"That's News to Me" - Archive #9
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ELVIS, THE NEW RAGE;
A Radio History From 1945 to 1955 (Book)
Aaron Webster - Copyright 2002 - ISBN 1-55622-943-7 - 264 pages
$19.95 US, $29.95 Canada - Republic of Texas Press -
This fully-illustrated non-fiction work focuses on a young, energetic singer
who had one foot in poverty and one foot in fame. And both feet never stood
still. This time period was truly the Adventures of Elvis, in every sense of
the word. His southern ascension. Taking place across twelve states, a
grassroots phenomenon of hysteria was in its very genesis. In fact, it was a
long-gone time and place he admittedly felt nostalgic for during the final
years of his life. "...go back...do it all over again." Elvis Presley missed
the Fifties...his lean and hungry early days in a regional music
scene...when he was a rising star on a syndicated weekend radio show...when
he was cutting sides for an independent label called Sun...when his manager
was a deejay named Bob...when his mother Gladys was still there for advice
Within these pages, discover a self-styled guitar-pickin' cool cat who
immersed himself in Rhythm & Blues, Southern Gospel, Pop and Country.
Distinguish how the in-dash AM radio in a pink Cadillac inspired Presley's
repertoire in the studio and on stage. Identify all the notable Elvis
wanna-be's who grabbed guitars when his debut record hit stores and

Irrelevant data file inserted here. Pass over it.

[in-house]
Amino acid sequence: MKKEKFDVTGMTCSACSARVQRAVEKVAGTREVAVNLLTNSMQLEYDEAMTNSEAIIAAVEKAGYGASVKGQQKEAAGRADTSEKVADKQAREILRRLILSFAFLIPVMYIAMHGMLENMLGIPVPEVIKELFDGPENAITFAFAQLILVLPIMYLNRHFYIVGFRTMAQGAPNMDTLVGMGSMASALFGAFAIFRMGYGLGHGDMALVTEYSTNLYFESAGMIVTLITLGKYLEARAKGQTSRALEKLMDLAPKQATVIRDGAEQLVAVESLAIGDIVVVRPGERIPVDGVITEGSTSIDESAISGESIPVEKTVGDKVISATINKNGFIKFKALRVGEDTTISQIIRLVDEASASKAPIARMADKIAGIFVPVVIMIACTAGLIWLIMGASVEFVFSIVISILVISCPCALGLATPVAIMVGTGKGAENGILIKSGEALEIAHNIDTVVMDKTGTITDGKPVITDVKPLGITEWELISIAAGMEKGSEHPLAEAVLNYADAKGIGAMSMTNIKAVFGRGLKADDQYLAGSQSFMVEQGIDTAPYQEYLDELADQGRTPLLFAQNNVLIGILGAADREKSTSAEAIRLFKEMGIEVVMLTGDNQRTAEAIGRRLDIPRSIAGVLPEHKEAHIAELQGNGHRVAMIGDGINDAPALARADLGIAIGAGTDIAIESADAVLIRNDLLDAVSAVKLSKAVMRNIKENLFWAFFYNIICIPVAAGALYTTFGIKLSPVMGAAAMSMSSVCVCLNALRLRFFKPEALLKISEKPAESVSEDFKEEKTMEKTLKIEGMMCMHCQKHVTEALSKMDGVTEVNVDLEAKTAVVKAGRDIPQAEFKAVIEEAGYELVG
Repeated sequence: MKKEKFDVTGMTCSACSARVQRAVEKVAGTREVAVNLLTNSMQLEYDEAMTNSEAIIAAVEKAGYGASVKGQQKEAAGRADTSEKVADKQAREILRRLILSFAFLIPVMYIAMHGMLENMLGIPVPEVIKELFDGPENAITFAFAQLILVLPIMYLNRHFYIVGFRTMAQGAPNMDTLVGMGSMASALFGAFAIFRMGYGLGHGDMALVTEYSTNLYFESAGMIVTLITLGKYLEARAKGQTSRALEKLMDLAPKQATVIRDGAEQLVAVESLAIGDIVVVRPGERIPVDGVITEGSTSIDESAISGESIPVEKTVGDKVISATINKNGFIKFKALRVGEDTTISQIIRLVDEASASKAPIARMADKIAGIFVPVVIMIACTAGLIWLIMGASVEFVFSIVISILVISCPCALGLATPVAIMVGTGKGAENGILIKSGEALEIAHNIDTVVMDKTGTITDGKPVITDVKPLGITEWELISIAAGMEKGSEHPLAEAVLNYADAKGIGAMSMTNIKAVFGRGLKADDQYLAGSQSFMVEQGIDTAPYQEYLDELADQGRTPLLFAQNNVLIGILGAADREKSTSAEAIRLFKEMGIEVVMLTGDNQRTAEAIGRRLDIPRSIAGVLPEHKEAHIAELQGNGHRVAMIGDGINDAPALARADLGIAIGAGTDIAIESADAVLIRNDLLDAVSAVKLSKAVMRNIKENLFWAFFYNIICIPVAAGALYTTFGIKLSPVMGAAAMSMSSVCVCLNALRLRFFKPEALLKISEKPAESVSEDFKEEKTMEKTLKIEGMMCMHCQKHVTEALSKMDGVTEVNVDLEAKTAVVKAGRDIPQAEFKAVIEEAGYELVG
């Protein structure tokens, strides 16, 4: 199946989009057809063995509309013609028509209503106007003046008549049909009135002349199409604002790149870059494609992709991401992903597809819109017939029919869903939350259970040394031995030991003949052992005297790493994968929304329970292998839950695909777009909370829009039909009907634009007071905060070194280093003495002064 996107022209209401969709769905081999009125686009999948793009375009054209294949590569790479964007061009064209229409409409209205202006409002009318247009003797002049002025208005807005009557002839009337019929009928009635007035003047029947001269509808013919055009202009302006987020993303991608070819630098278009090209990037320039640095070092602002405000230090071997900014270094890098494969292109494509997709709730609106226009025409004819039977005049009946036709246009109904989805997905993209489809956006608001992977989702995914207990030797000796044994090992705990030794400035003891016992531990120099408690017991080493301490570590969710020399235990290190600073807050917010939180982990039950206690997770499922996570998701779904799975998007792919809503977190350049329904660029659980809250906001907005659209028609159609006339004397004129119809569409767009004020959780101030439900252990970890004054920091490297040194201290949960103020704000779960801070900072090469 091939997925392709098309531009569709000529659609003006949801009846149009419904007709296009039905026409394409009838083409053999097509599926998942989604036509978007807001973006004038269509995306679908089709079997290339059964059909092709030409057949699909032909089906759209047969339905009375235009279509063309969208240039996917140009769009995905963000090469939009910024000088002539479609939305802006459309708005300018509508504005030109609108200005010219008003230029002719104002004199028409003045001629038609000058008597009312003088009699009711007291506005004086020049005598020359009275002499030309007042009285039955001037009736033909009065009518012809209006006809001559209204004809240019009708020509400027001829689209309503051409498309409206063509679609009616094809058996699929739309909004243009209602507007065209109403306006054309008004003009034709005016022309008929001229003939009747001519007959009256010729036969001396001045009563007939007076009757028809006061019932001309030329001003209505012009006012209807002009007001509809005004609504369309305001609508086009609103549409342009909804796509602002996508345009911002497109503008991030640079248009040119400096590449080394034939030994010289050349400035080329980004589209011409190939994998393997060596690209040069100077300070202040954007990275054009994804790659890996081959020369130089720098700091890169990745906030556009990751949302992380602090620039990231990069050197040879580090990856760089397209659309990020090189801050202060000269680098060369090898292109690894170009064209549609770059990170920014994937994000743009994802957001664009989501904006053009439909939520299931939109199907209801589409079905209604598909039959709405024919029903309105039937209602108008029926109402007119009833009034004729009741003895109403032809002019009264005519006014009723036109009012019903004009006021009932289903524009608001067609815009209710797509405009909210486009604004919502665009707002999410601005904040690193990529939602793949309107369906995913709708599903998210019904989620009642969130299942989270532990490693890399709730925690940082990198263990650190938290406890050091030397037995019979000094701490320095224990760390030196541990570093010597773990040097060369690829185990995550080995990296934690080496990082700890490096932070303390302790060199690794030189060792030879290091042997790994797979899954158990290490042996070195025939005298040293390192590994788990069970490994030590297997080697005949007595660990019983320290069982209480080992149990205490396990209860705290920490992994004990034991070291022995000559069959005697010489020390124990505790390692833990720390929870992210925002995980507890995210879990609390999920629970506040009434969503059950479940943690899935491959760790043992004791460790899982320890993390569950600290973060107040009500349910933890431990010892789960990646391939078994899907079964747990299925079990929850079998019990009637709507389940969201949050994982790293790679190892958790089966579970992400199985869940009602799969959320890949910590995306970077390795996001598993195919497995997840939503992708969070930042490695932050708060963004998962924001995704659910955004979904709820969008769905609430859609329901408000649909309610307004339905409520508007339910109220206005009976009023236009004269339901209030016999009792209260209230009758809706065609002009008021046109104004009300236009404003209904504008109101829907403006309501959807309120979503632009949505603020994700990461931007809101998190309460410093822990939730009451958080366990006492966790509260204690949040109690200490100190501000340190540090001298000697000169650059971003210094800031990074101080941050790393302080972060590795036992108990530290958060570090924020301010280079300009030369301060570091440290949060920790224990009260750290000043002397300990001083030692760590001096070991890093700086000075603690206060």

airwaves. Some of these guys went on to make their mark on the music
business...alas, some didn't. Be there at an annual music memorial event
Elvis participated in once...and stole the show. But learn why he failed his
first New York TV audition.
Presley, destined to become a music legend, was crossing paths with future
Legends of Rock and Country music. Some he admired and befriended ...but
some become an upstaged casualty from the driven force that is The Memphis
Flash! The Rock-em Sock-em Singer. A hard act to follow.
The important role of the Disc Jockey is ascertained at the same time. Many
of Elvis' life-changing opportunities quite often stem from the daily and
nightly efforts of the common wax-spinning jock at the turntables and the
mike. From the Deejay who gave a certain Tupelo boy acoustic guitar lessons
. . . to the Deejay who provided office space for the original Elvis Presley
Enterprises . . .
ABOUT THE AUTHOR:
AARON WEBSTER, an artist, musician, and collector of vintage records, is a
Southern Illinois disc jockey with programming/production experience in AOR
Rock, Oldies and Country & Western formats. His very first concert was a
birthday present which happened to be Elvis Presley's final appearance in
St. Louis on March 22, 1976. Six weeks after Aaron's first trip to Memphis
to see the famed Graceland music gates, he and his father were back on Elvis
Presley Boulevard - this time to eyewitness the funeral motorcade for the
entertainer on August 18, 1977. As a life-long fan, Aaron has been able to
express that on the airwaves. He produced "Elvis: Southern Roots" (a
two-hour 2001 Elvis Birthday Special) for Great Gold on WDDD 107.3. As host
and producer of "The King on the Q" on WQRL 106.3, a thirty-hour serialized
radio documentary sponsored in-part by Elvis Presley's Graceland, Aaron's
on-air work received the 1999-2000 National Finalist for Best Audio Program
in the 16th Annual Silver Microphone Awards.
PREFACE BY JACQUELINE OWENS, a 1950s teenage disc jockey at WEIC in
Charleston, Illinois who met Elvis in his Atlanta suite in 1973. She